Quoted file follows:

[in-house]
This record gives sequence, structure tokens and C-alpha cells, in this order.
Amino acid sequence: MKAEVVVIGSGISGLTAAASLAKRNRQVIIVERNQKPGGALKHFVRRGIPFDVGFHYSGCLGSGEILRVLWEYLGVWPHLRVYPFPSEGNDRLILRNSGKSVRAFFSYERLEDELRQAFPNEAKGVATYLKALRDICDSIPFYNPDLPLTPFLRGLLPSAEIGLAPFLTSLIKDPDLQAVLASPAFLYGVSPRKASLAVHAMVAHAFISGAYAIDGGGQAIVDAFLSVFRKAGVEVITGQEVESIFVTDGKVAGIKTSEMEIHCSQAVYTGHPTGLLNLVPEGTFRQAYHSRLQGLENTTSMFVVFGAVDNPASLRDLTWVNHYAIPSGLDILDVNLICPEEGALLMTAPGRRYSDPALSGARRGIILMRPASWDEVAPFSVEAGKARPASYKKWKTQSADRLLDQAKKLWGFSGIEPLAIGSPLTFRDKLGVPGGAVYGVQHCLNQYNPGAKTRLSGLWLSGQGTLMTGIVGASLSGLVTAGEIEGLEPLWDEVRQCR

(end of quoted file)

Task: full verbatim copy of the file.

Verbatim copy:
[in-house]
This record gives sequence, structure tokens and C-alpha cells, in this order.
Amino acid sequence: MKAEVVVIGSGISGLTAAASLAKRNRQVIIVERNQKPGGALKHFVRRGIPFDVGFHYSGCLGSGEILRVLWEYLGVWPHLRVYPFPSEGNDRLILRNSGKSVRAFFSYERLEDELRQAFPNEAKGVATYLKALRDICDSIPFYNPDLPLTPFLRGLLPSAEIGLAPFLTSLIKDPDLQAVLASPAFLYGVSPRKASLAVHAMVAHAFISGAYAIDGGGQAIVDAFLSVFRKAGVEVITGQEVESIFVTDGKVAGIKTSEMEIHCSQAVYTGHPTGLLNLVPEGTFRQAYHSRLQGLENTTSMFVVFGAVDNPASLRDLTWVNHYAIPSGLDILDVNLICPEEGALLMTAPGRRYSDPALSGARRGIILMRPASWDEVAPFSVEAGKARPASYKKWKTQSADRLLDQAKKLWGFSGIEPLAIGSPLTFRDKLGVPGGAVYGVQHCLNQYNPGAKTRLSGLWLSGQGTLMTGIVGASLSGLVTAGEIEGLEPLWDEVRQCR